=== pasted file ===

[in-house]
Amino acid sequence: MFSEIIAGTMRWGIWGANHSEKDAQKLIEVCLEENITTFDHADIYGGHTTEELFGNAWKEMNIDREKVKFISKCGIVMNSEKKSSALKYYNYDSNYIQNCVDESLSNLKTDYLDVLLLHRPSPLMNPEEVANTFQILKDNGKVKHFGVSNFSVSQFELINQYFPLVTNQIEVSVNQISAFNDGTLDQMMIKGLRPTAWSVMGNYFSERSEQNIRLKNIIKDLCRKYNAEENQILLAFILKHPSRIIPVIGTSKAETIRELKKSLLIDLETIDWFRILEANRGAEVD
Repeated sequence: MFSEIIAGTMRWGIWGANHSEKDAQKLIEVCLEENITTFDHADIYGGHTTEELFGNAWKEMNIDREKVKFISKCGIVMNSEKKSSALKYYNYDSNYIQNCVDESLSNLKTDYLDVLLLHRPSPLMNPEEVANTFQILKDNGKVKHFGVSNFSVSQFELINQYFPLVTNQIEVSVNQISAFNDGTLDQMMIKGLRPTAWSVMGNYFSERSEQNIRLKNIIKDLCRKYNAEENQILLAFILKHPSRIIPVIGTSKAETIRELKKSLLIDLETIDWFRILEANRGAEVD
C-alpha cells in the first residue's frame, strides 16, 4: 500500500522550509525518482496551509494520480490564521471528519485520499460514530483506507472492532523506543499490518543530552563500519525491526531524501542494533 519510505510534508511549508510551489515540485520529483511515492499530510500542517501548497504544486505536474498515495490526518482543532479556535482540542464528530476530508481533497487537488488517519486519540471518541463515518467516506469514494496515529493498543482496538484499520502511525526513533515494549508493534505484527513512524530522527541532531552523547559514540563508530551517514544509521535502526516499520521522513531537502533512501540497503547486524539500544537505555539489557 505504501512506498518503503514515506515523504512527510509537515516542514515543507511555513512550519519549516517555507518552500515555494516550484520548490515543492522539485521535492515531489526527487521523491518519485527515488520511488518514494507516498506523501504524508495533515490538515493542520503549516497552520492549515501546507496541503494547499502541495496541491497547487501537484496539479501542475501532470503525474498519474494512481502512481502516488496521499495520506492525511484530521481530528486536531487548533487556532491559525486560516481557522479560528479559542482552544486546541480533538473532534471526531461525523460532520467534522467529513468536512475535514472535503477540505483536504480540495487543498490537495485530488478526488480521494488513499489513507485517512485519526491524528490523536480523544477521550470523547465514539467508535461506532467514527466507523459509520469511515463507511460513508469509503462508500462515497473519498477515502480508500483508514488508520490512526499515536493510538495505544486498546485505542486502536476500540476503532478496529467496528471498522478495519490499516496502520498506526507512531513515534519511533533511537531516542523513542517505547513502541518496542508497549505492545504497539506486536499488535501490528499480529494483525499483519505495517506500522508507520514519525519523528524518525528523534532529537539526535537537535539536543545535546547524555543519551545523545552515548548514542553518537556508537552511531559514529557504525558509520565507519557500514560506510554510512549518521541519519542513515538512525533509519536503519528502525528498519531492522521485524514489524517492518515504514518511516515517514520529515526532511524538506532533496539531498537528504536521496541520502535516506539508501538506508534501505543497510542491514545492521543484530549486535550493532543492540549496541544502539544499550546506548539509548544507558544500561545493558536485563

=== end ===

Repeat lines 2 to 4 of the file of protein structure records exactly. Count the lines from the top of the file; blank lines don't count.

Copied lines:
Amino acid sequence: MFSEIIAGTMRWGIWGANHSEKDAQKLIEVCLEENITTFDHADIYGGHTTEELFGNAWKEMNIDREKVKFISKCGIVMNSEKKSSALKYYNYDSNYIQNCVDESLSNLKTDYLDVLLLHRPSPLMNPEEVANTFQILKDNGKVKHFGVSNFSVSQFELINQYFPLVTNQIEVSVNQISAFNDGTLDQMMIKGLRPTAWSVMGNYFSERSEQNIRLKNIIKDLCRKYNAEENQILLAFILKHPSRIIPVIGTSKAETIRELKKSLLIDLETIDWFRILEANRGAEVD
Repeated sequence: MFSEIIAGTMRWGIWGANHSEKDAQKLIEVCLEENITTFDHADIYGGHTTEELFGNAWKEMNIDREKVKFISKCGIVMNSEKKSSALKYYNYDSNYIQNCVDESLSNLKTDYLDVLLLHRPSPLMNPEEVANTFQILKDNGKVKHFGVSNFSVSQFELINQYFPLVTNQIEVSVNQISAFNDGTLDQMMIKGLRPTAWSVMGNYFSERSEQNIRLKNIIKDLCRKYNAEENQILLAFILKHPSRIIPVIGTSKAETIRELKKSLLIDLETIDWFRILEANRGAEVD
C-alpha cells in the first residue's frame, strides 16, 4: 500500500522550509525518482496551509494520480490564521471528519485520499460514530483506507472492532523506543499490518543530552563500519525491526531524501542494533 519510505510534508511549508510551489515540485520529483511515492499530510500542517501548497504544486505536474498515495490526518482543532479556535482540542464528530476530508481533497487537488488517519486519540471518541463515518467516506469514494496515529493498543482496538484499520502511525526513533515494549508493534505484527513512524530522527541532531552523547559514540563508530551517514544509521535502526516499520521522513531537502533512501540497503547486524539500544537505555539489557 505504501512506498518503503514515506515523504512527510509537515516542514515543507511555513512550519519549516517555507518552500515555494516550484520548490515543492522539485521535492515531489526527487521523491518519485527515488520511488518514494507516498506523501504524508495533515490538515493542520503549516497552520492549515501546507496541503494547499502541495496541491497547487501537484496539479501542475501532470503525474498519474494512481502512481502516488496521499495520506492525511484530521481530528486536531487548533487556532491559525486560516481557522479560528479559542482552544486546541480533538473532534471526531461525523460532520467534522467529513468536512475535514472535503477540505483536504480540495487543498490537495485530488478526488480521494488513499489513507485517512485519526491524528490523536480523544477521550470523547465514539467508535461506532467514527466507523459509520469511515463507511460513508469509503462508500462515497473519498477515502480508500483508514488508520490512526499515536493510538495505544486498546485505542486502536476500540476503532478496529467496528471498522478495519490499516496502520498506526507512531513515534519511533533511537531516542523513542517505547513502541518496542508497549505492545504497539506486536499488535501490528499480529494483525499483519505495517506500522508507520514519525519523528524518525528523534532529537539526535537537535539536543545535546547524555543519551545523545552515548548514542553518537556508537552511531559514529557504525558509520565507519557500514560506510554510512549518521541519519542513515538512525533509519536503519528502525528498519531492522521485524514489524517492518515504514518511516515517514520529515526532511524538506532533496539531498537528504536521496541520502535516506539508501538506508534501505543497510542491514545492521543484530549486535550493532543492540549496541544502539544499550546506548539509548544507558544500561545493558536485563